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militarynurse

Obesity Now Recognized As A Disease By The Ama

Question

Seems the VA can on occasion consider obesity merely as a "symptom"* and perhaps even the type of symptom that the VA alleges is caused by the Veteran's own willful misconduct of overeating or being inactive so it can deny the claim. However, since the American Medical Association ( AMA ) recently in June of 2013 has officially declared that "obesity is a disease", might that allow disabled veterans whose service connected condition(s) led to excessive weight gain to now find more success claiming obesity as a ratable secondary medical condition or a disease aggravated by the Veteran's service connected condition(s)?

*"Obesity

Service connection is not warranted for obesity. Claiming
service connection for obesity amounts to claiming service
connection for a symptom, rather than for an underlying
disease or injury which may have caused the symptom. In this
respect, obesity, in and of itself, is not a disability for
which service connection may be granted.

The United States Court of Appeals for the Federal Circuit
(Federal Circuit) has defined "injury" as "damage
inflicted on the body by an external force." See Terry v.
Principi, 340 F.3d 1378, 1384 (Fed. Cir. 2003), citing
Dorland's Illustrated Medical Dictionary 901 (29th Ed. 2000).
Thus, obesity caused by overeating or lack of exercise is the
result of the veteran's own behavior, and as such is not an
"injury" as defined for VA purposes. See Terry v.
Principi, 340 F.3d 1378, 1384 (Fed. Cir. 2003) (defining
"injury" as "damage inflicted on the body by an external
force").

The Federal Circuit also defined "disease" as "any
deviation from or interruption of the normal structure or
function of a part, organ, or system of the body." Terry,
340 F.3d at 1384, citing Dorland's at 511. Obesity that is
not due to an underlying pathology cannot be considered to be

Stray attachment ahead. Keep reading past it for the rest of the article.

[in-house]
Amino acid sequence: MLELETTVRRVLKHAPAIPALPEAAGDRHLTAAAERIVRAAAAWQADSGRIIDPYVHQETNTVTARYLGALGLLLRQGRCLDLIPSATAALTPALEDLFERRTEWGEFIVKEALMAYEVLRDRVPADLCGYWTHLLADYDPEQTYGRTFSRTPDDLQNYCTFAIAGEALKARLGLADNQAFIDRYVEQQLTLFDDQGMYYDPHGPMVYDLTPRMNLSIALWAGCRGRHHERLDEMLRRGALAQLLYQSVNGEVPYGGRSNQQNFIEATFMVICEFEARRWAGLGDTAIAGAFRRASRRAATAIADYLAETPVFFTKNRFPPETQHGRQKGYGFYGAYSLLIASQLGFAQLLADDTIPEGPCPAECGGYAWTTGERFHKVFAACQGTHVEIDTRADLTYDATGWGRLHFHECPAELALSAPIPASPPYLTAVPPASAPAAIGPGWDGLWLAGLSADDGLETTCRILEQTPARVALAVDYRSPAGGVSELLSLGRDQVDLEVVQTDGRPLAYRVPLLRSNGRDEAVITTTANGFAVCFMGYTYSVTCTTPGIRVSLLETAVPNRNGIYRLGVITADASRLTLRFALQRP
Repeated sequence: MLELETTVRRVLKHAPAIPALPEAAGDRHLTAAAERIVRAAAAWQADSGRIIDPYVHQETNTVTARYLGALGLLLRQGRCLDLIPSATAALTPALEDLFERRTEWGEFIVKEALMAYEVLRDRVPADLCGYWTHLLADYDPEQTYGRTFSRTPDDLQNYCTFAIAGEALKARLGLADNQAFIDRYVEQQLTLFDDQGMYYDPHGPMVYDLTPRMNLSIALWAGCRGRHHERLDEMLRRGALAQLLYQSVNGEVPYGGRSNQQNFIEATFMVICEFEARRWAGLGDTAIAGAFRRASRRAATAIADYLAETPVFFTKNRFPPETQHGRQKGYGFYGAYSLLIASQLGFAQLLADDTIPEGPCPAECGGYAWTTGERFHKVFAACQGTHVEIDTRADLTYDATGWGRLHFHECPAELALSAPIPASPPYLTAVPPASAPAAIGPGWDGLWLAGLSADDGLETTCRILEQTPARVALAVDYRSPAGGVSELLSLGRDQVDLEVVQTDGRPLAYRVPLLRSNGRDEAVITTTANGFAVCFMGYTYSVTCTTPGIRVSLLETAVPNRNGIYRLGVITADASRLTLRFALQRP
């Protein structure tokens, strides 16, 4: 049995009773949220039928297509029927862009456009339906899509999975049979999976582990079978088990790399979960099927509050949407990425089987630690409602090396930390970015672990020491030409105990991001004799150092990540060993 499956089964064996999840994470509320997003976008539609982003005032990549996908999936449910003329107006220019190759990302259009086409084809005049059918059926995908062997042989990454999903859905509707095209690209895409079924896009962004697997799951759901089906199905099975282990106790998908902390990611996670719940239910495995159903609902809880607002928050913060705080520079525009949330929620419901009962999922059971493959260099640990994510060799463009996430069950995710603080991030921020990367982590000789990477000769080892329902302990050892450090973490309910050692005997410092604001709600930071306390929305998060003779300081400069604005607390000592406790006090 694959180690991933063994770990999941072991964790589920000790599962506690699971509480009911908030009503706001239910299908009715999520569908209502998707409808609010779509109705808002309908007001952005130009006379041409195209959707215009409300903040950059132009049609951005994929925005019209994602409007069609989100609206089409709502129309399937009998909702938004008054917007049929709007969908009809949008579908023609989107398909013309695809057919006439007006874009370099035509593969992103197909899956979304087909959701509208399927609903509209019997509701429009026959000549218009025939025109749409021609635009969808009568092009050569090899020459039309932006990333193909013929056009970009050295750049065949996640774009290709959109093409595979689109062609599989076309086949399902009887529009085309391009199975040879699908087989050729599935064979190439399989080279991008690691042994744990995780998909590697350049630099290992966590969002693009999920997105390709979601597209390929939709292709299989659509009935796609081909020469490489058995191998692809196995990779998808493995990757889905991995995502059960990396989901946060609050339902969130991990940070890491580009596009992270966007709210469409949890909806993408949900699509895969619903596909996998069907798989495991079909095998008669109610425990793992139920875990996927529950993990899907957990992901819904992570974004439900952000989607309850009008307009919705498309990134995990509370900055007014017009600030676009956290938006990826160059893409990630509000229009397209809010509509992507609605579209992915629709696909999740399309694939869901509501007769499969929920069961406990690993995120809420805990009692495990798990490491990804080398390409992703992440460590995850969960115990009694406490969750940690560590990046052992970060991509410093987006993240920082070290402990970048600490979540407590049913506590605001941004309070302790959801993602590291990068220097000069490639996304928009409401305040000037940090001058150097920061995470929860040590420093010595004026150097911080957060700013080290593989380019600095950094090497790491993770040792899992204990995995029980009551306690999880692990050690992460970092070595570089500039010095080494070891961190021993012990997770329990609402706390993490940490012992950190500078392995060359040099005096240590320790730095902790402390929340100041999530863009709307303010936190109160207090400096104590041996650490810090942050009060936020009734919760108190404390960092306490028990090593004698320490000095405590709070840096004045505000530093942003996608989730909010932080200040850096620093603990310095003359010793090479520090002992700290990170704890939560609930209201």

due to "disease," defined as "any deviation from or
interruption of the normal structure or function of a part,
organ or system of the body." Id. The body's normal
storage of calories for future use represents the body
working at what it is designed to do. It is well settled
that symptoms alone, without a finding of an underlying
disorder, cannot be service-connected. See Sanchez-Benitez
v. Principi, 259 F.3d 1356 (Fed. Cir. 2001)." - from a BVA 2009 Decision

---and---

"Obesity or being overweight, a particularity of body type,
alone, is not considered a disability for which service
connection may be granted. See generally 38 C.F.R. Part 4
(VA Schedule for Rating Disabilities) (2009) (does not
contemplate a separate disability rating for obesity).
Rather, applicable VA regulations use the term "disability"
to refer to the average impairment in earning capacity
resulting from diseases or injuries encountered as a result
of or incident to military service. Allen v. Brown, 7 Vet.
App. 439, 448 (1995); Hunt v. Derwinski, 1 Vet. App. 292, 296
(1991); 38 C.F.R. § 4.1 (2009). The question is thus whether
the current obesity is a disability-i.e. a condition causing
impairment in earning capacity. In this case, there is no
such evidence.

The veteran has not asserted that obesity causes impairment
of earning capacity; instead he asserts that his obesity has
caused other disabilities to manifest. There is also no
other evidence that the claimed obesity is a disability.